The project is expected to last until 2017.
Veterinarians at Iowa State University are monitoring drug residues in milk and meat using advanced forensic techniques and the same technology crime scene investigators use.
"It's the same instrumentation used for forensics testing in humans, but we use it to test for drugs in animals," said Hans Coetzee, a professor of veterinary diagnostic and production animal medicine at Iowa State.
Coetzee leads the Pharmacology Analytical Support Team (PhAST) in the university's Veterinary Diagnostic Laboratory. He and his team employ liquid chromatography mass spectrometry, an analytical chemistry technique commonly used in human pharmacology, to test dozens of milk and animal feed samples every month.
The team's mission is to help local veterinarians and farmers make sure the meat and milk they produce satisfy Food & Drug Administration regulations governing the use of antibiotics and are safe for human consumption.
Growing awareness. Patrick Gorden, a senior clinician in veterinary diagnostic and production animal medicine, said the use of antibiotics in production animals has taken on greater importance as consumer awareness of food safety has grown in recent years.
Gorden said the use of antibiotics and other medications in production animals may lead to the possibility of violative levels of the medications being present when the milk and meat are offered for sale. In most cases, that happens because of mistakes in recordkeeping or animal handling, he said.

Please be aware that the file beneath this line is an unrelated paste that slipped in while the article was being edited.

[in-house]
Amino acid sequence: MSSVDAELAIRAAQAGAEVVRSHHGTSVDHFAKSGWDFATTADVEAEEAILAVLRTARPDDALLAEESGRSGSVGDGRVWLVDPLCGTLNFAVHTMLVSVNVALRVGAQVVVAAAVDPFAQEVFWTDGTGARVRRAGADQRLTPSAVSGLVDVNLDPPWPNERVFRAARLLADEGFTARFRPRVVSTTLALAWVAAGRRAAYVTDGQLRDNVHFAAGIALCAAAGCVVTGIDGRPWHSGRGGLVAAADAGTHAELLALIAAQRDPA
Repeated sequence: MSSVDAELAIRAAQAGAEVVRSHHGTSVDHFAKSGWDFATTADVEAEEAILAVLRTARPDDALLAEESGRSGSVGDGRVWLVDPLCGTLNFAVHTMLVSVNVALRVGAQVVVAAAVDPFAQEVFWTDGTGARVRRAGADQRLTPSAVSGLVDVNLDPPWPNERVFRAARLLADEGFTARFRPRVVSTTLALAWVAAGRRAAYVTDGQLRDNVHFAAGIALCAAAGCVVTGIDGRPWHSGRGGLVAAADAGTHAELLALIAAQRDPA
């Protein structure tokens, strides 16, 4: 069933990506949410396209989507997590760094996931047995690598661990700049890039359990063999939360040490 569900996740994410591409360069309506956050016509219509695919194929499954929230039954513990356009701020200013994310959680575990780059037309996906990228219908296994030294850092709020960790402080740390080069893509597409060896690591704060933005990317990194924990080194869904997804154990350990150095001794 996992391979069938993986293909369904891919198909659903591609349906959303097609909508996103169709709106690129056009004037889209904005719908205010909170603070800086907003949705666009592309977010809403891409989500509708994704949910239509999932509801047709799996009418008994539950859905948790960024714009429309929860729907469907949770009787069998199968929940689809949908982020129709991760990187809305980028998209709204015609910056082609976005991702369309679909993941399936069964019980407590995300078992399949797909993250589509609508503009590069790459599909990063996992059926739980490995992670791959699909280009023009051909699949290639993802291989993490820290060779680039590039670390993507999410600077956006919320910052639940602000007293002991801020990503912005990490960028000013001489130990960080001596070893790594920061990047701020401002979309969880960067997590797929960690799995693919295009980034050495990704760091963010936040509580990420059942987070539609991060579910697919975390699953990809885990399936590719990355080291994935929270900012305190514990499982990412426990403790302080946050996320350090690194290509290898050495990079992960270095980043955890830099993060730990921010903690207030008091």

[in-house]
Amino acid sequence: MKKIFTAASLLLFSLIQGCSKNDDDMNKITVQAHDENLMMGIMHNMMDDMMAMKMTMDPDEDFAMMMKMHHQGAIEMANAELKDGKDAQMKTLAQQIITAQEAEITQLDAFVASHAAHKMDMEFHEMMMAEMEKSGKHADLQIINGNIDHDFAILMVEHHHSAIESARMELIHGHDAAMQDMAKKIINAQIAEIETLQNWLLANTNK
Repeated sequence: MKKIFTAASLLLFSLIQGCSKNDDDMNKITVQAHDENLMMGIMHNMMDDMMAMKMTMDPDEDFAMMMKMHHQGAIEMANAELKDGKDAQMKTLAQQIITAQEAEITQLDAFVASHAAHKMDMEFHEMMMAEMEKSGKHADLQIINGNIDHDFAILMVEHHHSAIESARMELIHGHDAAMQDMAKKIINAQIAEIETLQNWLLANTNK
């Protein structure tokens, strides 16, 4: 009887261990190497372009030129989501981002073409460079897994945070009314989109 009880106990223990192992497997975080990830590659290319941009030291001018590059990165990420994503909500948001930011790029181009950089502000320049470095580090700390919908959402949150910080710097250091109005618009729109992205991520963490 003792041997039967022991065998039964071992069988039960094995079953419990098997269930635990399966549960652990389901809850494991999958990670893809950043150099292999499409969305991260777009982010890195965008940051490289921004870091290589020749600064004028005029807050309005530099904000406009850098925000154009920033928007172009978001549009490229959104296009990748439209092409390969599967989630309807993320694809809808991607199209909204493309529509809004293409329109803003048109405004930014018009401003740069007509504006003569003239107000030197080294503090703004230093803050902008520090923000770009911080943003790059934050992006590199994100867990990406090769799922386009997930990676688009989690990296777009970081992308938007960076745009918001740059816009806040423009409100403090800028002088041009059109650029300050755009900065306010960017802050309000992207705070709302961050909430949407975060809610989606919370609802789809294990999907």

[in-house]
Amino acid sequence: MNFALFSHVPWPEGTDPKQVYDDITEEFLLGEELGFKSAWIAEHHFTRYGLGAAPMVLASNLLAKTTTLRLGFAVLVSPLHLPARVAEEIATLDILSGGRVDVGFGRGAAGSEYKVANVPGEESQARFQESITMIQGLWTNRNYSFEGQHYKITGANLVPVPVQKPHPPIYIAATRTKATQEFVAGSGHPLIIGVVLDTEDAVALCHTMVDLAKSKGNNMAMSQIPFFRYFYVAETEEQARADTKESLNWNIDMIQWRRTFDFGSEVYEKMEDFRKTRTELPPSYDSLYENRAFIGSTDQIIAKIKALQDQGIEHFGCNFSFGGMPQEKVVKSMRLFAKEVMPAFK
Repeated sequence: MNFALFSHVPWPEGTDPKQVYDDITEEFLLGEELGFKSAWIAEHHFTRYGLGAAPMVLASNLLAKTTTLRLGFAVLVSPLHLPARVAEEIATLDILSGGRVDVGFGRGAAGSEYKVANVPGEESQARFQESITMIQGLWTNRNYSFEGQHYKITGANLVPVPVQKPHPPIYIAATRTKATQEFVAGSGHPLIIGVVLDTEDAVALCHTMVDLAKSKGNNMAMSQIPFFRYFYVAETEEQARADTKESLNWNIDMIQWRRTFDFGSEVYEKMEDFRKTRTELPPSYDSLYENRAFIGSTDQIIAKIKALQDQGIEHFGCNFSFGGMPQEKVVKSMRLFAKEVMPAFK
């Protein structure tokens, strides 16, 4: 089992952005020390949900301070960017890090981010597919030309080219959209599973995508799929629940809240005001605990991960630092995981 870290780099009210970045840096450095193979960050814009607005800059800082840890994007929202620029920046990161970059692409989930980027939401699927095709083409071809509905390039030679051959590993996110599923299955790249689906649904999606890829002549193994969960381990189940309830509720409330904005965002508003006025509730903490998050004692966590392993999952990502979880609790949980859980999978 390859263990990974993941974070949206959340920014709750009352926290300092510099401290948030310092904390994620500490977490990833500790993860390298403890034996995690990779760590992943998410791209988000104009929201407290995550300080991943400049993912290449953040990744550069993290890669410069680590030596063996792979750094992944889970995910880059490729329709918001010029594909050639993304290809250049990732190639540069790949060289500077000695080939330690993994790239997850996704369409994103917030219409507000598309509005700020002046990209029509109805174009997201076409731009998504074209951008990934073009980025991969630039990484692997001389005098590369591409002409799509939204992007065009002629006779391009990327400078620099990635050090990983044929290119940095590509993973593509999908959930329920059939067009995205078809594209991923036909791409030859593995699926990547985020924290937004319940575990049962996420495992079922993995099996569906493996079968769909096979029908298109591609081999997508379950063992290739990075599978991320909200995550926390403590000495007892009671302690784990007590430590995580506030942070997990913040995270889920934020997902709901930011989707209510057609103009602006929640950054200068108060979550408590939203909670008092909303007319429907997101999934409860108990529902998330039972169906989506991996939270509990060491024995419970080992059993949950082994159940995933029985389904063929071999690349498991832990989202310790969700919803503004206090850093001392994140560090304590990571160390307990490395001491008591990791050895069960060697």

"It's important to realize that mistakes can happen and that safeguards are in place to prevent those contaminated products from reaching the consumer," Gorden said.
Gorden works with veterinarians, producers and inspectors to keep everyone up to date on the latest regulations and federal programs, developing educational materials and holding meetings across the state.
Every load of milk is tested for the presence of medicines at or above FDA limits before it's unloaded and processed. Of all milk tankers tested nationwide between October 2012 and September 2013, only 0.014% showed antibiotic levels above FDA limits.
Any milk found to contain levels of medicine above FDA limits is removed from the supply and destroyed, Gorden said.
From racehorses to milk samples. The PhAST laboratory started out in the 1980s testing racehorses for illegal substances. The lab still does testing for horse and dog racing, but its mission has shifted in the last few years toward testing milk and feed samples for drug residues, which requires the same sort of equipment and expertise as the testing conducted for racetracks, Coetzee said.
The team tests around 50 milk samples and 100 feed samples in an average month, he said.
Local veterinarians send samples to the lab for several reasons, Coetzee said. For instance, a veterinarian may suspect that a dairy cow was mistakenly given an incorrect medication. Milk samples from the cow would be frozen and sent overnight to the lab, where PhAST personnel use chemical extraction techniques to strip away the fats and proteins from the milk, leaving only the drug signature.
It's the only veterinary diagnostic lab in the U.S. that offers such clinical pharmacology services, so the lab has attracted clients from across the country. Also, PhAST is expanding its services to include testing for oral fluids from pigs — a move supported by a grant from the National Pork Board.
Coetzee said PhAST is "unique in terms of the services commonly offered by veterinary diagnostic labs."